86 – 1951 British GP



A series taken from the 162-page Motor Sport special 100 Greatest Grands Prix (other specials are available here).

Click here to buy the lead image.

From the editor Damien Smith

The Grand Prix motor races we can never forget…

Welcome to this special one-off magazine, dedicated to our love of Grand Prix racing and produced by the same team that brings you Motor Sport each month.

It seemed a good idea: whittle down 107 years of racing history to come up with 100 GPs that could be considered the ‘greatest’ – then rank them in meritocratic order. By week three, the old grey matter was beginning to ache…

Defining greatness was the first task. There were the obvious races – the wheel-to-wheel duels, the comeback classics. But there were also individual performances of supreme dominance, races that might not necessarily have been the most exciting to witness. Greatness goes way beyond thrill-a-minute, we decided.

Then there were those races of prominence, attached to a certain time or place that made them hugely significant. I’m thinking specifically of Belgrade, 1939. Only five entries took the start of a race that didn’t sound particularly scintillating. But as it happened to take place on the very day WWII broke out, we felt it worthy of inclusion. Meanwhile, Sebastian Vettel’s remarkable maiden GP win at Monza in 2008, for lowly Scuderia Toro Rosso, was left on the cutting room floor. Is that fair? You decide. We also opted to include a few races that weren’t Grands Prix, leastways in name, although the strength of entry was such that they might as well have been…

Choosing which races should make the list was hard enough; ranking the top 100 in some sort of order was even tougher, especially when it came to the crunch: which should be number one? We never did agree unanimously on the ‘greatest’, but if the magazine was to be finished a decision had to be taken. And that’s what I’m here for!

Will you agree with our choice and order? Probably not. But if steam begins to issue from your ears, take a deep breath. In any exercise such as this, there is no definitive list – because there can’t be. Our top 100 is based on opinion, nothing more, designed to be a bit of fun and to spark good-natured debate among fans of the world’s greatest sport.

So turn the page, delve in – and whatever you do, don’t take it too seriously.

1951 British GP
July 14, Silverstone

The world championship might have been in its infancy, but there was still a minor stir that – Indianapolis 500 apart – Alfa Romeo had been knocked from pole position for the first time.

The manner of execution caused a greater commotion: big numbers were something to treasure in the pre-digital age and José Froilán González’s quickest practice lap was the first to break the 100mph average around Silverstone. While he and compatriot Juan Manuel Fangio tussled for supremacy, BRM was racing simply to get its cars ready. In the end its V16-engined P15s skipped practice altogether and were delivered to the circuit on Saturday morning, in time to start from the back of the grid.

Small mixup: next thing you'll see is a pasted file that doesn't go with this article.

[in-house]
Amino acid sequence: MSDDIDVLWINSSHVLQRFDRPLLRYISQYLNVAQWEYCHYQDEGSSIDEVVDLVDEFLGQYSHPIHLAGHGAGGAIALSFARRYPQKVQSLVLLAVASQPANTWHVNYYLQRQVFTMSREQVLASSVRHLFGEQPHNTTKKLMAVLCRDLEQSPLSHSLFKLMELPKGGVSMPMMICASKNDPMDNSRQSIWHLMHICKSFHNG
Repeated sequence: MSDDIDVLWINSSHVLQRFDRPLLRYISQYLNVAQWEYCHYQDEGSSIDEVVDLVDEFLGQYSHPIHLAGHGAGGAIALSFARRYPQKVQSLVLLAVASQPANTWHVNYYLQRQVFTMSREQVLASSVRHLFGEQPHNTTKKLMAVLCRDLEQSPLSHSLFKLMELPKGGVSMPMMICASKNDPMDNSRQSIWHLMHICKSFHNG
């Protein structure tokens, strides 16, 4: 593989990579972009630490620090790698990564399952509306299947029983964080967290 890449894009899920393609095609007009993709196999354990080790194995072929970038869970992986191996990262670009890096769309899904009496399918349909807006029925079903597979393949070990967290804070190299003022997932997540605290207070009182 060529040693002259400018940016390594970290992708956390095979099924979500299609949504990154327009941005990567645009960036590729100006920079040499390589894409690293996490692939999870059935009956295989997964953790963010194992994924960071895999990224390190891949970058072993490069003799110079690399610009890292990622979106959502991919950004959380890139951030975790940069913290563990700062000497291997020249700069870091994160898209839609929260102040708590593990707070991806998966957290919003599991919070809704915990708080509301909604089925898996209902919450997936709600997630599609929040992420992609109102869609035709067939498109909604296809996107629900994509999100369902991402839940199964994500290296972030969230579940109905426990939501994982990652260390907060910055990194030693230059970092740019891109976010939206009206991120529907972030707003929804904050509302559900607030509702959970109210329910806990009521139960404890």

Stirling Moss won the curtain-raising 500cc F3 race in his new Kieft, after which the stage was set for the main event. All four front-row qualifiers made tyre-smoking getaways, which allowed Felice Bonetto to lead from row two for Alfa, but González and Fangio soon worked their way to the front to leave rivals trailing. The pair swapped places during the event’s first half, Fangio leading from laps 10-39, but for the afternoon’s greater part González remained in control.

And control is the word. His performance is often characterised for the way in which his ample frame dominated the Ferrari 375’s cockpit, González clipping oil drums and bales as he sought extra fractions of performance, but they were exaggerated details on a day when he had but one possible equal. And he dispatched Fangio fairly and squarely to record Ferrari’s maiden world championship victory (and Alfa’s first defeat, Indy again excepted). Ferrari had been quicker than Alfa with its refuelling, but not by a margin that explained the 51sec gap separating the two Argentines after 90 laps. González had been running Ferrari’s 12-plug engine, too, rather than the newer 24.

Luigi Villoresi took third for Ferrari, two laps behind the afternoon’s main protagonists, with Bonetto fourth.

Despite their unpromising start, both BRMs finished: Reg Parnell took fifth and Peter Walker seventh, albeit five and six laps shy of the full distance. Writing in Motor Sport at the time, Jenks noted: “By finishing they have fended off some of the bitter criticism to which they have been subjected since scratched from Reims. Their performance must have dismayed many of the national paper boys who have been busy severing connections with Bourne of late.

“Also, the BRM at its present level is a year out of date. Parnell averaged 90.5mph, which would have placed him third in the 1950 British GP, but BRM is now on the fringe of the racing map.”

And for those who believe the world was a better place back then, think on this – the sign-off to Jenks’s race intro: “The weather was fine and the organisation good, save for the threat of a strike by medical officers if their wives were not allowed on the circuit and further petty pilfering from the car parks, of which we have twice been victim at Silverstone. Let us hope this will not be the last time a classic race is held at this venue.”

It wasn’t… SA

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